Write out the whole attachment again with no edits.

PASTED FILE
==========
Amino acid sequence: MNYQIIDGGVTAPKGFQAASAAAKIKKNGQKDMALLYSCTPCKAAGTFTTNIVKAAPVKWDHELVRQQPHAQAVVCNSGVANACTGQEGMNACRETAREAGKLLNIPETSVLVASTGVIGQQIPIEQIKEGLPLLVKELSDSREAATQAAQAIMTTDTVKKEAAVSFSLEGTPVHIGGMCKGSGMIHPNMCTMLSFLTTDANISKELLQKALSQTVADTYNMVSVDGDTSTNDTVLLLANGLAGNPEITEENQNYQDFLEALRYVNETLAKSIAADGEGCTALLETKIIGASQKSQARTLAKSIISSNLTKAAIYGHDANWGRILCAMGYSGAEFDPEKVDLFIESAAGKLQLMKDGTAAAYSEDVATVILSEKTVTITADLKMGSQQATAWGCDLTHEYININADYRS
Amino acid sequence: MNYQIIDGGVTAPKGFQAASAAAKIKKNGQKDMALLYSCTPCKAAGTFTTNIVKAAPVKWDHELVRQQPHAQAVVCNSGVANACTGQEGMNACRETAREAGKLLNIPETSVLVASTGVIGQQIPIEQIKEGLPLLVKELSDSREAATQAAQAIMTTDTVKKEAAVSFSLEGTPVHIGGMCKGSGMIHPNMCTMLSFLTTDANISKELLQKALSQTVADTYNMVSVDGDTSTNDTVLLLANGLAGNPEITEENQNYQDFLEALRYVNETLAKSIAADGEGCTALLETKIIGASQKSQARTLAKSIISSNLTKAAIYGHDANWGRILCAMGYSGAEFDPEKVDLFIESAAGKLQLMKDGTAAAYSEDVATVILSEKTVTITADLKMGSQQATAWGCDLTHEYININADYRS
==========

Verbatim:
Amino acid sequence: MNYQIIDGGVTAPKGFQAASAAAKIKKNGQKDMALLYSCTPCKAAGTFTTNIVKAAPVKWDHELVRQQPHAQAVVCNSGVANACTGQEGMNACRETAREAGKLLNIPETSVLVASTGVIGQQIPIEQIKEGLPLLVKELSDSREAATQAAQAIMTTDTVKKEAAVSFSLEGTPVHIGGMCKGSGMIHPNMCTMLSFLTTDANISKELLQKALSQTVADTYNMVSVDGDTSTNDTVLLLANGLAGNPEITEENQNYQDFLEALRYVNETLAKSIAADGEGCTALLETKIIGASQKSQARTLAKSIISSNLTKAAIYGHDANWGRILCAMGYSGAEFDPEKVDLFIESAAGKLQLMKDGTAAAYSEDVATVILSEKTVTITADLKMGSQQATAWGCDLTHEYININADYRS
Amino acid sequence: MNYQIIDGGVTAPKGFQAASAAAKIKKNGQKDMALLYSCTPCKAAGTFTTNIVKAAPVKWDHELVRQQPHAQAVVCNSGVANACTGQEGMNACRETAREAGKLLNIPETSVLVASTGVIGQQIPIEQIKEGLPLLVKELSDSREAATQAAQAIMTTDTVKKEAAVSFSLEGTPVHIGGMCKGSGMIHPNMCTMLSFLTTDANISKELLQKALSQTVADTYNMVSVDGDTSTNDTVLLLANGLAGNPEITEENQNYQDFLEALRYVNETLAKSIAADGEGCTALLETKIIGASQKSQARTLAKSIISSNLTKAAIYGHDANWGRILCAMGYSGAEFDPEKVDLFIESAAGKLQLMKDGTAAAYSEDVATVILSEKTVTITADLKMGSQQATAWGCDLTHEYININADYRS